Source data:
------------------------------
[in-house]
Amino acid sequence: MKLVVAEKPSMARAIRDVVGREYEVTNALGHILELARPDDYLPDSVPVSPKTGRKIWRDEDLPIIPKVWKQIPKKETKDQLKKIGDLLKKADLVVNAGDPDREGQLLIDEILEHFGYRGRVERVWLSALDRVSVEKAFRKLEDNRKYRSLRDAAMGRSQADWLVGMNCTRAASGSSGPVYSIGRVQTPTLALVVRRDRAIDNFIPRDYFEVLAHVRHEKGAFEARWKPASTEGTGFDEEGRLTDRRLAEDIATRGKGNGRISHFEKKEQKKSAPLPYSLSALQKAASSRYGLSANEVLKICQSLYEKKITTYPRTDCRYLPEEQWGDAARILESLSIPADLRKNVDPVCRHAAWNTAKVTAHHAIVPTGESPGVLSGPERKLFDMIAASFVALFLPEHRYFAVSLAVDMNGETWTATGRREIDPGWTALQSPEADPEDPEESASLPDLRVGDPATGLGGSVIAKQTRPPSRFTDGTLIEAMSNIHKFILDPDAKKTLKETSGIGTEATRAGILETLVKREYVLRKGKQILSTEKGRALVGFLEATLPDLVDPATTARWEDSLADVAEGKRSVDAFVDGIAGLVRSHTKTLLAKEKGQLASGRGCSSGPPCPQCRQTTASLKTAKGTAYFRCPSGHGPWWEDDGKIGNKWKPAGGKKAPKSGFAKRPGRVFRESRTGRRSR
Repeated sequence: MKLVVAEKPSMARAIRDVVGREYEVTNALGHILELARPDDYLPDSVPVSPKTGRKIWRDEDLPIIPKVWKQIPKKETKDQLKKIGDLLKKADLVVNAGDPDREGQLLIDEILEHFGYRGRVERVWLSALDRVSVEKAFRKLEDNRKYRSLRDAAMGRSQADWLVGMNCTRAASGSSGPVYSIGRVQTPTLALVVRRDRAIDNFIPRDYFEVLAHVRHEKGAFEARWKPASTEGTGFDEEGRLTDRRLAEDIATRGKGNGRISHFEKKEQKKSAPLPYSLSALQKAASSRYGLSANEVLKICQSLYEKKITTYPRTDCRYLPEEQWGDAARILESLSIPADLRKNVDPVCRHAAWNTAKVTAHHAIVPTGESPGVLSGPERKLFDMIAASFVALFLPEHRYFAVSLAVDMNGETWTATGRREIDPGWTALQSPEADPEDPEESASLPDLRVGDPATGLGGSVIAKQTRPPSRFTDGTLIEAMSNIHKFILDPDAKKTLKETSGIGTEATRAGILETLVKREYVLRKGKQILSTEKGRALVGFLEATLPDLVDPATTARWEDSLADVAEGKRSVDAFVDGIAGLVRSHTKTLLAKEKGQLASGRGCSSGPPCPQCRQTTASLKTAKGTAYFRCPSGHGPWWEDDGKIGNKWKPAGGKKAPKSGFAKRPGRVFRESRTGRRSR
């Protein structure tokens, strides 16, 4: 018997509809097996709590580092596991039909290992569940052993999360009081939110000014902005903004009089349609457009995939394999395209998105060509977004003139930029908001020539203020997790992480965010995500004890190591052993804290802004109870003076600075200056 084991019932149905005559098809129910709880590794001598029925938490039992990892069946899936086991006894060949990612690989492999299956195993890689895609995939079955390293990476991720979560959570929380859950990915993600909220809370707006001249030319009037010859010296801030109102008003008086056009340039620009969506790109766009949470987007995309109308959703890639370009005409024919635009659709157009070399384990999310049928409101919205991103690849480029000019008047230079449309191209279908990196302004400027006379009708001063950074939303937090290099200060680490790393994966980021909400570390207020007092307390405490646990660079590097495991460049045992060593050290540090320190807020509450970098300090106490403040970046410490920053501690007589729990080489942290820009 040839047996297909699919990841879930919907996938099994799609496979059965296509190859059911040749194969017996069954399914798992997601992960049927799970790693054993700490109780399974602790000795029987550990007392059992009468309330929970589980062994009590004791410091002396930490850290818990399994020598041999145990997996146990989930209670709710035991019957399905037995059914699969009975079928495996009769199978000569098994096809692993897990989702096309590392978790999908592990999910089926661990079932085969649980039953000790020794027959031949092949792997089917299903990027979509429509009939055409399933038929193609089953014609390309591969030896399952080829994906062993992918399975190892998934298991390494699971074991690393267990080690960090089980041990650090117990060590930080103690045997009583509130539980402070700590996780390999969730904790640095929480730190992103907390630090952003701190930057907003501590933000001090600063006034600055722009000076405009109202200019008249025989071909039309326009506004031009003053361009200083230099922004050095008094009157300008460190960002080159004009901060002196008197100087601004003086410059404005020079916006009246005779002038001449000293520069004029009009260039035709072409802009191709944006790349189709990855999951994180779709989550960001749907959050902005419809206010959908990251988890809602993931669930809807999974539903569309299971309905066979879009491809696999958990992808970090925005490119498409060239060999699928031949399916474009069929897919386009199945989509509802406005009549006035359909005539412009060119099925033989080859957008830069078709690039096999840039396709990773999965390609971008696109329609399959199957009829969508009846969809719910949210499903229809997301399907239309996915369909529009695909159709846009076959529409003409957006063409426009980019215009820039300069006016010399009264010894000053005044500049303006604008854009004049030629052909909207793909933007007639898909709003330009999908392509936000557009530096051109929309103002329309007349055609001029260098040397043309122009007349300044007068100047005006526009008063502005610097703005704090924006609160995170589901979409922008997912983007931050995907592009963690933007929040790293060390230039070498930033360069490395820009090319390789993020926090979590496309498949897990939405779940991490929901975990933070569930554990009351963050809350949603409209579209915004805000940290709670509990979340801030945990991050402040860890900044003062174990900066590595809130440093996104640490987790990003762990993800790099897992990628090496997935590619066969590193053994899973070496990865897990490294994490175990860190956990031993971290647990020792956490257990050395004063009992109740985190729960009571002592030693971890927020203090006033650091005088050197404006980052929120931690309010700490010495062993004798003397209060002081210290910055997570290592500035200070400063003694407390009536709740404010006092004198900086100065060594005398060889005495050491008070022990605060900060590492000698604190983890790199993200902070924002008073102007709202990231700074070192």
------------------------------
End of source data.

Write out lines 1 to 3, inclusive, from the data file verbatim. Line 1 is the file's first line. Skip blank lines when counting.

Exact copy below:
[in-house]
Amino acid sequence: MKLVVAEKPSMARAIRDVVGREYEVTNALGHILELARPDDYLPDSVPVSPKTGRKIWRDEDLPIIPKVWKQIPKKETKDQLKKIGDLLKKADLVVNAGDPDREGQLLIDEILEHFGYRGRVERVWLSALDRVSVEKAFRKLEDNRKYRSLRDAAMGRSQADWLVGMNCTRAASGSSGPVYSIGRVQTPTLALVVRRDRAIDNFIPRDYFEVLAHVRHEKGAFEARWKPASTEGTGFDEEGRLTDRRLAEDIATRGKGNGRISHFEKKEQKKSAPLPYSLSALQKAASSRYGLSANEVLKICQSLYEKKITTYPRTDCRYLPEEQWGDAARILESLSIPADLRKNVDPVCRHAAWNTAKVTAHHAIVPTGESPGVLSGPERKLFDMIAASFVALFLPEHRYFAVSLAVDMNGETWTATGRREIDPGWTALQSPEADPEDPEESASLPDLRVGDPATGLGGSVIAKQTRPPSRFTDGTLIEAMSNIHKFILDPDAKKTLKETSGIGTEATRAGILETLVKREYVLRKGKQILSTEKGRALVGFLEATLPDLVDPATTARWEDSLADVAEGKRSVDAFVDGIAGLVRSHTKTLLAKEKGQLASGRGCSSGPPCPQCRQTTASLKTAKGTAYFRCPSGHGPWWEDDGKIGNKWKPAGGKKAPKSGFAKRPGRVFRESRTGRRSR
Repeated sequence: MKLVVAEKPSMARAIRDVVGREYEVTNALGHILELARPDDYLPDSVPVSPKTGRKIWRDEDLPIIPKVWKQIPKKETKDQLKKIGDLLKKADLVVNAGDPDREGQLLIDEILEHFGYRGRVERVWLSALDRVSVEKAFRKLEDNRKYRSLRDAAMGRSQADWLVGMNCTRAASGSSGPVYSIGRVQTPTLALVVRRDRAIDNFIPRDYFEVLAHVRHEKGAFEARWKPASTEGTGFDEEGRLTDRRLAEDIATRGKGNGRISHFEKKEQKKSAPLPYSLSALQKAASSRYGLSANEVLKICQSLYEKKITTYPRTDCRYLPEEQWGDAARILESLSIPADLRKNVDPVCRHAAWNTAKVTAHHAIVPTGESPGVLSGPERKLFDMIAASFVALFLPEHRYFAVSLAVDMNGETWTATGRREIDPGWTALQSPEADPEDPEESASLPDLRVGDPATGLGGSVIAKQTRPPSRFTDGTLIEAMSNIHKFILDPDAKKTLKETSGIGTEATRAGILETLVKREYVLRKGKQILSTEKGRALVGFLEATLPDLVDPATTARWEDSLADVAEGKRSVDAFVDGIAGLVRSHTKTLLAKEKGQLASGRGCSSGPPCPQCRQTTASLKTAKGTAYFRCPSGHGPWWEDDGKIGNKWKPAGGKKAPKSGFAKRPGRVFRESRTGRRSR